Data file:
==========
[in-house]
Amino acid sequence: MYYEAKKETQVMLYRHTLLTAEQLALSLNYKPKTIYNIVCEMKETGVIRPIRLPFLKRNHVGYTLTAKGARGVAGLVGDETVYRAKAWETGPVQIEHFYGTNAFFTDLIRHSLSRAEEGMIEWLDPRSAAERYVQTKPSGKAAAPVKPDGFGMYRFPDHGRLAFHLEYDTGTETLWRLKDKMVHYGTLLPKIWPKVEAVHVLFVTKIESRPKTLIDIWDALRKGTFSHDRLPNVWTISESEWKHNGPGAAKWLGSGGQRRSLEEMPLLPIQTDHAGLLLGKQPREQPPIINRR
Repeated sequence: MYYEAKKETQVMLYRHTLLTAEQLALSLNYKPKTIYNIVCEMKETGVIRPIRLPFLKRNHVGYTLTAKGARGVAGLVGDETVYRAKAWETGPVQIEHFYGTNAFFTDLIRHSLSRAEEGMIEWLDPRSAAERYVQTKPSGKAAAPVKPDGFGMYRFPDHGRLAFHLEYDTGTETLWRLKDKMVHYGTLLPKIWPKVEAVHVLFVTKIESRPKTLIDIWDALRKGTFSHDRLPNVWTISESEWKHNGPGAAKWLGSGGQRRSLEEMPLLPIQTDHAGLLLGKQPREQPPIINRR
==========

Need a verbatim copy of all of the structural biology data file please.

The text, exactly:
[in-house]
Amino acid sequence: MYYEAKKETQVMLYRHTLLTAEQLALSLNYKPKTIYNIVCEMKETGVIRPIRLPFLKRNHVGYTLTAKGARGVAGLVGDETVYRAKAWETGPVQIEHFYGTNAFFTDLIRHSLSRAEEGMIEWLDPRSAAERYVQTKPSGKAAAPVKPDGFGMYRFPDHGRLAFHLEYDTGTETLWRLKDKMVHYGTLLPKIWPKVEAVHVLFVTKIESRPKTLIDIWDALRKGTFSHDRLPNVWTISESEWKHNGPGAAKWLGSGGQRRSLEEMPLLPIQTDHAGLLLGKQPREQPPIINRR
Repeated sequence: MYYEAKKETQVMLYRHTLLTAEQLALSLNYKPKTIYNIVCEMKETGVIRPIRLPFLKRNHVGYTLTAKGARGVAGLVGDETVYRAKAWETGPVQIEHFYGTNAFFTDLIRHSLSRAEEGMIEWLDPRSAAERYVQTKPSGKAAAPVKPDGFGMYRFPDHGRLAFHLEYDTGTETLWRLKDKMVHYGTLLPKIWPKVEAVHVLFVTKIESRPKTLIDIWDALRKGTFSHDRLPNVWTISESEWKHNGPGAAKWLGSGGQRRSLEEMPLLPIQTDHAGLLLGKQPREQPPIINRR